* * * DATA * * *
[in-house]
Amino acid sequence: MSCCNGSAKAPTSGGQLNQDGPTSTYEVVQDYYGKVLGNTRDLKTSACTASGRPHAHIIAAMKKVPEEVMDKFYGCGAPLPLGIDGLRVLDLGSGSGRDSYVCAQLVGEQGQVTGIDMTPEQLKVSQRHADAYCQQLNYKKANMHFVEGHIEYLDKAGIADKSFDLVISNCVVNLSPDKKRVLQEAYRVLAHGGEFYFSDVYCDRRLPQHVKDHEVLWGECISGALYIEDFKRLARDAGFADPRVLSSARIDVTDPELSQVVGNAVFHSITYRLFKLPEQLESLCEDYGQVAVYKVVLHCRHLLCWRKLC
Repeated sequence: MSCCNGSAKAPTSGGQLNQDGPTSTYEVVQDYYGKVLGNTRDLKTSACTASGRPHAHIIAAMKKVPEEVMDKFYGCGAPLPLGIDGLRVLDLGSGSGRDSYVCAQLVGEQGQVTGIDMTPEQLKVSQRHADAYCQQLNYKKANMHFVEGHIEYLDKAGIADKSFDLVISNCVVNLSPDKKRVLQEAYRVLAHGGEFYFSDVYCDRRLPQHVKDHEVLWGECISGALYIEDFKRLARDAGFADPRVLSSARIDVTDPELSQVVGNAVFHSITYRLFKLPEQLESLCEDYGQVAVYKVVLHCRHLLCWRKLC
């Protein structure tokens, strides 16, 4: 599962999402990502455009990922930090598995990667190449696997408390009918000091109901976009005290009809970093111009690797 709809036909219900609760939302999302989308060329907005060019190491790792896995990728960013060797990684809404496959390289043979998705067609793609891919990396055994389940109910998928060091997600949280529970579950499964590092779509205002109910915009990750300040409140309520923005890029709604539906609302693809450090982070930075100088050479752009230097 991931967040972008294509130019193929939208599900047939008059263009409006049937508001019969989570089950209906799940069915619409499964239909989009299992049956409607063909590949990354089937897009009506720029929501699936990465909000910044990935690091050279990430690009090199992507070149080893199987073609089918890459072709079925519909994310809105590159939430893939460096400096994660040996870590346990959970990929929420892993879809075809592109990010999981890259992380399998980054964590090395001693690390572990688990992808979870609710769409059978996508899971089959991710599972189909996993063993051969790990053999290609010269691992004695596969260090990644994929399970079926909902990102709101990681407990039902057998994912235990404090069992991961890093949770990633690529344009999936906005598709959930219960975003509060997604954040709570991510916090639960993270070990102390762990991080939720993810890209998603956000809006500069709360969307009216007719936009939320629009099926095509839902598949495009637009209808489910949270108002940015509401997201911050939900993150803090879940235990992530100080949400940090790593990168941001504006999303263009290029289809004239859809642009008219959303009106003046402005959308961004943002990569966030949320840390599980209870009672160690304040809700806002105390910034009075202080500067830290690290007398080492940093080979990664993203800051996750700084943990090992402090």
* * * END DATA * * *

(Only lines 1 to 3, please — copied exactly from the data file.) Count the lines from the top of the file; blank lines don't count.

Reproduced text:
[in-house]
Amino acid sequence: MSCCNGSAKAPTSGGQLNQDGPTSTYEVVQDYYGKVLGNTRDLKTSACTASGRPHAHIIAAMKKVPEEVMDKFYGCGAPLPLGIDGLRVLDLGSGSGRDSYVCAQLVGEQGQVTGIDMTPEQLKVSQRHADAYCQQLNYKKANMHFVEGHIEYLDKAGIADKSFDLVISNCVVNLSPDKKRVLQEAYRVLAHGGEFYFSDVYCDRRLPQHVKDHEVLWGECISGALYIEDFKRLARDAGFADPRVLSSARIDVTDPELSQVVGNAVFHSITYRLFKLPEQLESLCEDYGQVAVYKVVLHCRHLLCWRKLC
Repeated sequence: MSCCNGSAKAPTSGGQLNQDGPTSTYEVVQDYYGKVLGNTRDLKTSACTASGRPHAHIIAAMKKVPEEVMDKFYGCGAPLPLGIDGLRVLDLGSGSGRDSYVCAQLVGEQGQVTGIDMTPEQLKVSQRHADAYCQQLNYKKANMHFVEGHIEYLDKAGIADKSFDLVISNCVVNLSPDKKRVLQEAYRVLAHGGEFYFSDVYCDRRLPQHVKDHEVLWGECISGALYIEDFKRLARDAGFADPRVLSSARIDVTDPELSQVVGNAVFHSITYRLFKLPEQLESLCEDYGQVAVYKVVLHCRHLLCWRKLC